A NEW political force that directly challenges the National Party’s claim to represent farmers and regional Australians has been formed.
Proponents are currently seeking the minimum 500 members required to formalise the Country Party of Australia under Australian Electoral Commission (AEC) guidelines, while accepting donations.
The interim leader of the proposed party’s federal management committee is Peter Mailler – a former chair of Grain Producers Australia who farms near Goondiwindi on the NSW and Queensland border.
Mr Mailler also ran for the Katter's Australian Party (KAP) at the 2013 federal election as the party’s number one NSW Senate candidate.
On a website that went live on Monday, Mr Mailler said the new political force was “primarily a rural based Party committed to a modern country-mindedness in the best interests of the entire nation”.
“In the increasingly confusing political landscape it seems absurd to suggest that we need another new political party,” he said.
“In truth we seem to be yearning for old style political leadership and values that work in the interests of the nation before party.
“It is in this context that the Country Party is being launched, to re-establish old party values committed to honestly serving rural and regional Australia as the most logical foundation for the future of our nation.”
Mr Mailler also said over 85 per cent of the nation’s wealth is generated in regional Australia and less than 20pc of the population is considered to be regional, yet due to the political system the major earners have a disproportionately small voice.
“The Country Party was founded to bring renewed rigour and vigour to the political voice of the country,” he said.
“The National Party is unrecognisable to its roots and is blindly committed to the Coalition.
“In Queensland rural and regional representation has no unique identity.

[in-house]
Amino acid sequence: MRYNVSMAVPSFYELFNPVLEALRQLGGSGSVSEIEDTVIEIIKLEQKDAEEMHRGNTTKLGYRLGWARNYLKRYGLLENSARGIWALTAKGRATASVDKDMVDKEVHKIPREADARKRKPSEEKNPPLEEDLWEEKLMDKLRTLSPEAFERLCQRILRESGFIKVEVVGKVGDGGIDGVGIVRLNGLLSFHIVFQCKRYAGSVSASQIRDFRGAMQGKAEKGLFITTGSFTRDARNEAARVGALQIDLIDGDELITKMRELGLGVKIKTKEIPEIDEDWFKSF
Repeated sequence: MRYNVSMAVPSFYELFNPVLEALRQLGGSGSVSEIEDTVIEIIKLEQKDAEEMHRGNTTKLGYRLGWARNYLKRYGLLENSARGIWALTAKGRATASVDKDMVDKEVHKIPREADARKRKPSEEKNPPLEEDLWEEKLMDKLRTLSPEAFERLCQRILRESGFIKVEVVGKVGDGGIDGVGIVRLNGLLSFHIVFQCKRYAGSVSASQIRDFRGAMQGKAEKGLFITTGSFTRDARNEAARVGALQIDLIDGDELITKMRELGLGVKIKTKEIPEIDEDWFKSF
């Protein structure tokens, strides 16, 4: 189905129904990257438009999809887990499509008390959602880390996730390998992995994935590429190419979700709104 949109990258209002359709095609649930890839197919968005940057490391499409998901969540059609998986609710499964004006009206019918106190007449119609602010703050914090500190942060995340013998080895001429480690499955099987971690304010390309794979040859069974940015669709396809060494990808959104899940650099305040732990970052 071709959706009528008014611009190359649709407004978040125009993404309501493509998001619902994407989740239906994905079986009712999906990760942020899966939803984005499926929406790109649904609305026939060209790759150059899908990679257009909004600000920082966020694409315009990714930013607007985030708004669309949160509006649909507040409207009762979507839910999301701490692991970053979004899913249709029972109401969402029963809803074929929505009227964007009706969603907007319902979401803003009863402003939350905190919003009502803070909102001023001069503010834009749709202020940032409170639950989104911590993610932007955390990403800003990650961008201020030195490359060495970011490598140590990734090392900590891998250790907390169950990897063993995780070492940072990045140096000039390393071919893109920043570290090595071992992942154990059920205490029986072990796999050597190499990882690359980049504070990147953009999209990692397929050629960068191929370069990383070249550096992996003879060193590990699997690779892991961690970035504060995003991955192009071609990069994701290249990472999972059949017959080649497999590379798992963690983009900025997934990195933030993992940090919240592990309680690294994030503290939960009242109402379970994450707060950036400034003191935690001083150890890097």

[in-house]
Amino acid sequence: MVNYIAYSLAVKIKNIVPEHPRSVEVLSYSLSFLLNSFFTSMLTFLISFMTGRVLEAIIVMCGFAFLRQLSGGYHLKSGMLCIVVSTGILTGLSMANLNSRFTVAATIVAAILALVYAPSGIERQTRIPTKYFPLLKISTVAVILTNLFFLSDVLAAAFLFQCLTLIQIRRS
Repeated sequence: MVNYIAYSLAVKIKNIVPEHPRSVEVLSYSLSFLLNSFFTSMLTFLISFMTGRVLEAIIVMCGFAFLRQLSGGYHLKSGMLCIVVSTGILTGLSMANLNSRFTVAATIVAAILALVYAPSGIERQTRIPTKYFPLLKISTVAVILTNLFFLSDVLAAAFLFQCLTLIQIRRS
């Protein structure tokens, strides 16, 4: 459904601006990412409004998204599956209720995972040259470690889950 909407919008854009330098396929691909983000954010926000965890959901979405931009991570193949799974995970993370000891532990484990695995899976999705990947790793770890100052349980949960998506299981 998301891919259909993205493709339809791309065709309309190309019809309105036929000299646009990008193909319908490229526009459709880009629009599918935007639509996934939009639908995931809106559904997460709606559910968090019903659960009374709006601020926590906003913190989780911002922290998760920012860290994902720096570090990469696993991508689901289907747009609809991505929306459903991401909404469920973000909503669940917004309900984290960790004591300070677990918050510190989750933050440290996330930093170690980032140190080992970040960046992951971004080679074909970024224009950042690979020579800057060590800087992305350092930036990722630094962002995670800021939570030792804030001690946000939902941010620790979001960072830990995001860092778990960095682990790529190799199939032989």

“Systematically the influence of rural parliamentarians has been eroded by the party before country culture,” he said.
“This Country Party seeks to arrest this decline in rural awareness both politically and in the public eye.”
The party’s constitution states a key objective is to seek the election of candidates to the Commonwealth House of Representatives and Senate.
It also wants to “restrict the size of government and levels of taxation to the minimum required to achieve efficient administration with the least possible intrusion into the lives of individuals, industry and commerce”.
Fed up with lack of representation
Speaking to Fairfax Media, Mr Mailler said the Country Party was being established by a group of people. He declined to name others for the time being, but said they are working behind the scenes due to fear of potential political “reprisals”.
He said he’d been nominated as the group’s spokesperson for now, but as more momentum builds around the emerging party, “more faces will become visible”.
“We need something different,” he said.
“We’re a group of people who are fed up with the way the representative space has been working and have been for a while.
“It’s potentially a long journey and we’re taking a low key approach for now but we’re taking the first step and if we can build more momentum and if enough people are interested, we’ll take the next step.
“We’re never going to try and be a major political party but we want to be a credible voice for farmers.”
Mr Mailler said the current National Party leader Warren Truss was “almost invisible” as a farmers’ advocate, at time when better voices were needed to deliver strong representation in Canberra.
He said the party was also being formed to deal with frustrations concerning farming families, and broader frustrations about the impact on rural communities of reduced farm profitability.
“Rural economies are suffering too and rural towns are dying because you can’t spread the wealth through the community,” he said.
“That’s been a concern for some time but it’s now reached a crunch point.
“We’re sick and tired of the current bureaucratic response and approach that says ‘taxpayers shouldn’t fund farmers’ but it’s one of the most volatile sectors of the economy that needs support.”